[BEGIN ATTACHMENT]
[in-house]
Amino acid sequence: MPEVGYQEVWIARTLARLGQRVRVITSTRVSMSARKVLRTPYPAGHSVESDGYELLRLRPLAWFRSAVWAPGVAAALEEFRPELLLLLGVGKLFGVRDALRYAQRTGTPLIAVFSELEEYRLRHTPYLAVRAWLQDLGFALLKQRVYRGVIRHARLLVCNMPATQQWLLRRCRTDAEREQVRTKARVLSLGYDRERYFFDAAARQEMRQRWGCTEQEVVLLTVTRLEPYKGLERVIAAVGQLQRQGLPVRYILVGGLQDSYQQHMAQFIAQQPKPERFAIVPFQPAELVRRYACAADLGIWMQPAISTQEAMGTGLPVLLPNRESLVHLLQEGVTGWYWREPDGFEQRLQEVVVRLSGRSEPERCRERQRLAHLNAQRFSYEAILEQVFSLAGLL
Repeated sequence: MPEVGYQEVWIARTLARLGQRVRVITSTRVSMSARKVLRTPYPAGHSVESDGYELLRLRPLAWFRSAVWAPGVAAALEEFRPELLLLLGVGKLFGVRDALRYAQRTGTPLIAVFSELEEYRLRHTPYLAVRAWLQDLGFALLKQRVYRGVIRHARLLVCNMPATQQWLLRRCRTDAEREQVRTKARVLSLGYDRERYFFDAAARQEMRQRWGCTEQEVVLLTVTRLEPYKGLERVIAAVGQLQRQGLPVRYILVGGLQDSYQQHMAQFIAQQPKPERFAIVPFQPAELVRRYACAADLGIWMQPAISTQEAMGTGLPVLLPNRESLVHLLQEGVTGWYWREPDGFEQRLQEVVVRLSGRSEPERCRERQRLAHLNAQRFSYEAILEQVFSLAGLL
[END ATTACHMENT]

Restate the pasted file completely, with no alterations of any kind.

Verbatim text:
[in-house]
Amino acid sequence: MPEVGYQEVWIARTLARLGQRVRVITSTRVSMSARKVLRTPYPAGHSVESDGYELLRLRPLAWFRSAVWAPGVAAALEEFRPELLLLLGVGKLFGVRDALRYAQRTGTPLIAVFSELEEYRLRHTPYLAVRAWLQDLGFALLKQRVYRGVIRHARLLVCNMPATQQWLLRRCRTDAEREQVRTKARVLSLGYDRERYFFDAAARQEMRQRWGCTEQEVVLLTVTRLEPYKGLERVIAAVGQLQRQGLPVRYILVGGLQDSYQQHMAQFIAQQPKPERFAIVPFQPAELVRRYACAADLGIWMQPAISTQEAMGTGLPVLLPNRESLVHLLQEGVTGWYWREPDGFEQRLQEVVVRLSGRSEPERCRERQRLAHLNAQRFSYEAILEQVFSLAGLL
Repeated sequence: MPEVGYQEVWIARTLARLGQRVRVITSTRVSMSARKVLRTPYPAGHSVESDGYELLRLRPLAWFRSAVWAPGVAAALEEFRPELLLLLGVGKLFGVRDALRYAQRTGTPLIAVFSELEEYRLRHTPYLAVRAWLQDLGFALLKQRVYRGVIRHARLLVCNMPATQQWLLRRCRTDAEREQVRTKARVLSLGYDRERYFFDAAARQEMRQRWGCTEQEVVLLTVTRLEPYKGLERVIAAVGQLQRQGLPVRYILVGGLQDSYQQHMAQFIAQQPKPERFAIVPFQPAELVRRYACAADLGIWMQPAISTQEAMGTGLPVLLPNRESLVHLLQEGVTGWYWREPDGFEQRLQEVVVRLSGRSEPERCRERQRLAHLNAQRFSYEAILEQVFSLAGLL